Foreign travellers are allowed to leave Malaysia.
    Passengers transiting in Malaysia will be allowed to do so as long as they do not need to clear immigration to board their connecting flight.
    Inter-terminal transit between the two terminals (KLIA to KlIA2) at Kuala Lumpur International Airport (KUL) is not possible during this time.

    Internal restrictions:

    With conditional MCO coming into effect from 4 May, most business and social activities are permitted, provided they adhere to stringent health and social-distancing guidelines. Activities involving large gatherings such as religious congregations or activities that may involve close body contact such as food bazaars remain prohibited. Details of the activities that are allowed can be found on the National Security Council’s website or the government agency’s social media page (both in Malay). Alternatively, translated details of the CMCO can be found here. Interstate travel remains banned and applications through the authorities should still be made.
    Under the CMCO, public transportation is operating at half of its usual capacity, to maintain social-distance. Transport services to and from the airport also remain available.
    While all states are moving towards easing restrictions and resuming business activities, the adoption of the CMCO differs in each state. States with different separate plans include the following:
    Penang: Adjusted CMCO – the Penang Gradual Recovery Strategy (PGRS); limited businesses have resumed operations from 8 May, remaining businesses are expected to resume from 13 May.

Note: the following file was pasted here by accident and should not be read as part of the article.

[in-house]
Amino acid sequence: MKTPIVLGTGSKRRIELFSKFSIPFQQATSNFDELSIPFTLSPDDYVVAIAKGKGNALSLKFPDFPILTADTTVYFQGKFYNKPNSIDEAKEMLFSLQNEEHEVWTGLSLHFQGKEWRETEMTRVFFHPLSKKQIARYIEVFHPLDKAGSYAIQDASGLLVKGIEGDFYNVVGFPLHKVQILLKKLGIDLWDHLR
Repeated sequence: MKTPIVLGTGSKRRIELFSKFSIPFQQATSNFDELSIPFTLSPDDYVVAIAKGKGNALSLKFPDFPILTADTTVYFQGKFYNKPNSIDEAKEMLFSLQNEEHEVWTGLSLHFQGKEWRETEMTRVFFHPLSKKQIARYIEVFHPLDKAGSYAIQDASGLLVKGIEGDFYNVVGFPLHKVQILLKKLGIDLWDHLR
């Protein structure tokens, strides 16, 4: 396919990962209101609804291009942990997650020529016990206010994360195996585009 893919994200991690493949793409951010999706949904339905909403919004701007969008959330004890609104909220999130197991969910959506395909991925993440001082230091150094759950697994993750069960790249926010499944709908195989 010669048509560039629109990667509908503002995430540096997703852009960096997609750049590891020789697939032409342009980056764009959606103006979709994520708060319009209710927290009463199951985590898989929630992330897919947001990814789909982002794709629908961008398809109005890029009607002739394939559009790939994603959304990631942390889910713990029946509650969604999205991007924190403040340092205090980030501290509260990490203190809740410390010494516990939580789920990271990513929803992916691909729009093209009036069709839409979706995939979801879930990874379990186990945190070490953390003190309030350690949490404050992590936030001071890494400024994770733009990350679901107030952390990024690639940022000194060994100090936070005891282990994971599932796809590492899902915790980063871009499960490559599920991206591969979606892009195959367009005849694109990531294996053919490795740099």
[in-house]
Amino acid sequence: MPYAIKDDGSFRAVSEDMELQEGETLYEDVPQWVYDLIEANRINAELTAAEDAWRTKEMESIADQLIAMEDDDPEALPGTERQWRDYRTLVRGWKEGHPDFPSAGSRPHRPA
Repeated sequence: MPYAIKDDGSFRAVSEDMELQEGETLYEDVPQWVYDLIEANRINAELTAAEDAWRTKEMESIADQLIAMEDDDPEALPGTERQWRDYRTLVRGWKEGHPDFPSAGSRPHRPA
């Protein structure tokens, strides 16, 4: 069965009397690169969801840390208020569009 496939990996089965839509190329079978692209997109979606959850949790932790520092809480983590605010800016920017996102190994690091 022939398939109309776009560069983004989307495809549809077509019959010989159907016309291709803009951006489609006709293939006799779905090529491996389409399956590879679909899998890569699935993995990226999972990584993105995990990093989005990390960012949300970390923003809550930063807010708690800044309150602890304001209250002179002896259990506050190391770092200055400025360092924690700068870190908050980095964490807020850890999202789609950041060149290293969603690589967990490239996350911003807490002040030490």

Negeri Sembilan: Adjusted CMCO; limited business have resumed operations from 4 May.
    Selangor: Adjusted CMCO; limited businesses have resumed operations from 4 May.
    Sarawak states: CMCO will be implemented from 12 May. Details of the state-specific guideline can be found on the Sarawak Disaster Management Committee (SDMC) social media page.
    Anyone intending to undertake interstate travel to major cities should apply online through the Gerak Malaysia mobile application or at the local police station.
    Domestic travellers, including Malaysian nationals and foreigners in Malaysia, are not allowed to travel between West Malaysia and the states of Sabah or Sarawak (East Malaysia). Residents of Sabah or Sarawak who were already in West Malaysia, or vice versa, before the MCO are allowed to return to their respective states. They are required to present their flight tickets and identification documents (identification card or passport) to clear immigration. However, they will be subject to the following measures:
    Sabah: Sabah identity card holders entering the state may be subject to a 14-day quarantine. Permanent residents, long-term pass holders (including student pass, work permit, and spouses and children holding long-term social visit pass), and non-residents working in the essential services sector are allowed to enter the state but are subject to a mandatory 14-day self-quarantine.
    Sarawak: Sarawak residents, permanent residents, employment pass holders or those working in essential services who are allowed to enter will be given a 14-day stay home notice.
    Road closures, roadblocks and checkpoints have been implemented across the nation.

    Read more
    16.06.2020
  • Malaysia Government to reopen nearly all economic activity and allow interstate travel starting June 10, lifting coronavirus restrictions. (Reuters, 07.06.2020)

    1. Passengers are not allowed to enter Malaysia.
    – This does not apply to nationals of Malaysia.
    – This does not apply to permanent residents of Malaysia with a MyPR card.
    – This does not apply to passengers with a Malaysia My Second Home (MM2H). They must have a Coronavirus (COVID-19) negative testing result issued before departure and an Immigration approval.
    – This does not apply to spouses or children of nationals of Malaysia. They must have a sticker label visa in the passport specifically indicating they are either spouses or children.
    – This does not apply to passengers with a diplomatic passport.
    – This does not apply to passengers with official passport on a diplomatic mission.